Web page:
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  • No cotton gin

    Eli Whitney decides to stay in New England and teach law or work on
    industrial inventions in that area.

    From The Eli Whitney Museum and Workshop website:
    , like many inventors, Whitney (who died in 1825) could not have foreseen the ways in which his invention would change society for the worse. The most significant of these was the growth of slavery. While it was true that the cotton gin reduced the labor of removing seeds, it did not reduce the need for slaves to grow and pick the cotton. In fact, the opposite occurred. Cotton growing became so profitable for the planters that it greatly increased their demand for both land and slave labor. In 1790 there were six slave states; in 1860 there were 15. From 1790 until Congress banned the importation of slaves from Africa in 1808, Southerners imported 80,000 Africans. By 1860 approximately one in three Southerners was a slave.

    Because of the cotton gin, slaves now labored on ever-larger plantations where work was more regimented and relentless. As large plantations spread into the Southwest, the price of slaves and land inhibited the growth of cities and industries. In the 1850s seven-eighths of all immigrants settled in the North, where they found 72% of the nation's manufacturing capacity. The growth of the "peculiar institution" was affecting many aspects of Southern life.

    While Eli Whitney is best remembered as the inventor of the cotton gin, it is often forgotten that he was also the father of the mass production method. In 1798 he figured out how to manufacture muskets by machine so that the parts were interchangeable. It was as a manufacturer of muskets that Whitney finally became rich. If his genius led King Cotton to triumph in the South, it also created the technology with which the North won the Civil War.
    Without the cotton gin the South as a whole becomes more like the upper
    South and border states- less overwhelming dominance of large plantation cotton slavery. This leads to more immigration and Northern type industrial growth- hence no Civil War, not even arguments over the Tariff
    (one of the sillier arguments for the Civil War breaking out).
    A more industrialized South follows the Northern pattern and by about the time Brazil ends slavery so does the U.S.
    A united U.S. government, with weaker intersectional disagreements, decides to expand by annexing Cuba in the 1880s. Imperial Germany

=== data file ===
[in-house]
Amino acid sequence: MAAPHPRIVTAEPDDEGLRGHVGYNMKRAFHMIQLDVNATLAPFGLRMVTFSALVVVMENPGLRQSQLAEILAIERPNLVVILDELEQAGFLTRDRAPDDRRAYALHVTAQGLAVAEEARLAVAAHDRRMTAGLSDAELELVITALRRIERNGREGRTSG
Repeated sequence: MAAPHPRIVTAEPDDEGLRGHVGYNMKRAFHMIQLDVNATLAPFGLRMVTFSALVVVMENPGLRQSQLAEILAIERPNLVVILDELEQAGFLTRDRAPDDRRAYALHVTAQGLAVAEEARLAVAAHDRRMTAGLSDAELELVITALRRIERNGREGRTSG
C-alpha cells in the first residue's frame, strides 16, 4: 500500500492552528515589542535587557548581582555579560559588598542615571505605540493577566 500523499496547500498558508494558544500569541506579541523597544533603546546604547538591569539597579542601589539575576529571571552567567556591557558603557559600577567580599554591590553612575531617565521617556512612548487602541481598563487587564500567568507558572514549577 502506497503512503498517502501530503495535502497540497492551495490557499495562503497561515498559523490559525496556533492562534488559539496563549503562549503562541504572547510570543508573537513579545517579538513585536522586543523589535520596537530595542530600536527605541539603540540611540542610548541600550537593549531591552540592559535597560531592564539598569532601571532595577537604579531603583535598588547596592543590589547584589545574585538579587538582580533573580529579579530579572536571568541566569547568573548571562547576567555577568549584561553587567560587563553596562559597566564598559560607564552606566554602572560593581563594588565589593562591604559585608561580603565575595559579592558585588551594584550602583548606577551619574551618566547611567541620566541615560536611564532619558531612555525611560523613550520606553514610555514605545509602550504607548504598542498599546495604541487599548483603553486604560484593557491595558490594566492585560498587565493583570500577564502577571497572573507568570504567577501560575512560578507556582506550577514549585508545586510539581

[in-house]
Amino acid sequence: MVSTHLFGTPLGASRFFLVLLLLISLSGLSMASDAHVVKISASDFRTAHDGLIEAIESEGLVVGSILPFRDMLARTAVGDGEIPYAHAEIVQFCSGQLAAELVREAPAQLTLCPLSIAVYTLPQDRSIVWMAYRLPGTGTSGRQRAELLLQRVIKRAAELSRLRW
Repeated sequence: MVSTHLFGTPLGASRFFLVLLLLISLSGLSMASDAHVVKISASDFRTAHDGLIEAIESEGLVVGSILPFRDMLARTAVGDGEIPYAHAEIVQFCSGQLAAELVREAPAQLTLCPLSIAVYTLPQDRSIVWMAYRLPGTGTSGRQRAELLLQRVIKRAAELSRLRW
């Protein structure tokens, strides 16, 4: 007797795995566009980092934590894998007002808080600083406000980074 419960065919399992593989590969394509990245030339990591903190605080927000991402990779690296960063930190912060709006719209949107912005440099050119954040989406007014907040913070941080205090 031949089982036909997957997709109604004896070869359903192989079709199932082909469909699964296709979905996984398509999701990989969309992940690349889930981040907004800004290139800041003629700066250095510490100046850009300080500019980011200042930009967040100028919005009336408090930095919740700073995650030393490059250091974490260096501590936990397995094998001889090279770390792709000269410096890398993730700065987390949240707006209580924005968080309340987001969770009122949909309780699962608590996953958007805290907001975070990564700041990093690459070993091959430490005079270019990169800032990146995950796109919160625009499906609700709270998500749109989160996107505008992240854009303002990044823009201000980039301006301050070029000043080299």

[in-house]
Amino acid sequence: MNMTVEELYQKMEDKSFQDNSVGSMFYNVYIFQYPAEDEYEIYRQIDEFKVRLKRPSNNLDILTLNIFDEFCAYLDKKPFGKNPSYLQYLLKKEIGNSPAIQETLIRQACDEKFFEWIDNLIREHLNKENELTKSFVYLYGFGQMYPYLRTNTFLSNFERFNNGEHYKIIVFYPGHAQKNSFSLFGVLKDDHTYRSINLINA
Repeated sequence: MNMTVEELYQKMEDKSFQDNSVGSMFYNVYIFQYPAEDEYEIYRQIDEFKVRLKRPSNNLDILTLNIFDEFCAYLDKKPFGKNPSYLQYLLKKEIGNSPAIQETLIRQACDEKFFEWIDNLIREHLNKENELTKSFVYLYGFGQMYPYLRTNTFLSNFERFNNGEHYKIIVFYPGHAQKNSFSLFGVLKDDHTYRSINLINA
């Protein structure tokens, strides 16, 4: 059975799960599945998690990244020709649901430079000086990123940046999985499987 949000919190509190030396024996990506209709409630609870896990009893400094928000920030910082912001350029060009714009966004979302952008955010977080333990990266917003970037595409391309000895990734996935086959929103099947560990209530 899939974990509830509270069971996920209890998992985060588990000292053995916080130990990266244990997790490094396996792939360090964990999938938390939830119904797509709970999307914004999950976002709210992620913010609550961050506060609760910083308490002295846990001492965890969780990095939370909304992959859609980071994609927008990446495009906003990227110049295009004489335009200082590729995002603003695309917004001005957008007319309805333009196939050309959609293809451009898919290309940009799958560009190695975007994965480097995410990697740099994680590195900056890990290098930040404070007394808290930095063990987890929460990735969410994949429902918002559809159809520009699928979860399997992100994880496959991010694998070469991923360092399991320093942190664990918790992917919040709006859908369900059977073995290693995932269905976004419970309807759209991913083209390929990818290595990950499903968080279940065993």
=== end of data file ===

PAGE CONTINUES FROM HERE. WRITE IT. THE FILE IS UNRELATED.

takes advantage of this to annex the Philippines with British acquiessence
    (to placate a potential ally).

  • #2
    Without the invention that would feed the slave mentality

    America would be unified in its dream of Manifest Destiny and the timetable for land acquisition would have accelerated. Many military advances that came from the civil war, would have to wait till the next major armed conflict perhaps even WWI
    "America has gone to hell since John Wayne died". - Al Bundy

    "One finger is all any real American needs"

    "A gesture is worth a thousand words - but you usually only need two"

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    • #3
      I don't know that there being no Amer. Civil War would have slowed much military innovations. I believe some were foreshadowed in the Crimean War, and weren't the British working on ironclads? And the Franco-Prussian War and Austro-Prussian Wars would still have ijnnovations, among others small arms and use of railroads.

      One point of the above scenario was to posit
      1) an even more dominant U.S. Caribbean presence
      2) a non-U.S. Philippine presence with the effects they might have had on the 20th Century. Assuming WWI ends the same way, then the Philippines becomes a French or British mandate. Would the U.S. be involved so much against Japanese expansion (beyond Amer. missionaries in China how would vital matters be effected by a Japanese attack against European colonies in 1941 and would a Japanese attack be necessary? Japan seemed to virtually take over Indo-China as is (with German acquiescence).

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      • #4
        True others would have furthered military science

        Originally posted by Tuor View Post
        I don't know that there being no Amer. Civil War would have slowed much military innovations. I believe some were foreshadowed in the Crimean War, and weren't the British working on ironclads? And the Franco-Prussian War and Austro-Prussian Wars would still have ijnnovations, among others small arms and use of railroads.

        One point of the above scenario was to posit
        1) an even more dominant U.S. Caribbean presence
        2) a non-U.S. Philippine presence with the effects they might have had on the 20th Century. Assuming WWI ends the same way, then the Philippines becomes a French or British mandate. Would the U.S. be involved so much against Japanese expansion (beyond Amer. missionaries in China how would vital matters be effected by a Japanese attack against European colonies in 1941 and would a Japanese attack be necessary? Japan seemed to virtually take over Indo-China as is (with German acquiescence).
        But Americas preocupation with guns and other weapons excellerated the advance of warfare. As I recall the British had an Ironclad, and the French had two, but it was the duel at Hampton Roads that ushered in the age of the ironclad. If not for that battle, how long would it have been before ironclads fought eachother?
        "America has gone to hell since John Wayne died". - Al Bundy

        "One finger is all any real American needs"

        "A gesture is worth a thousand words - but you usually only need two"

        Comment

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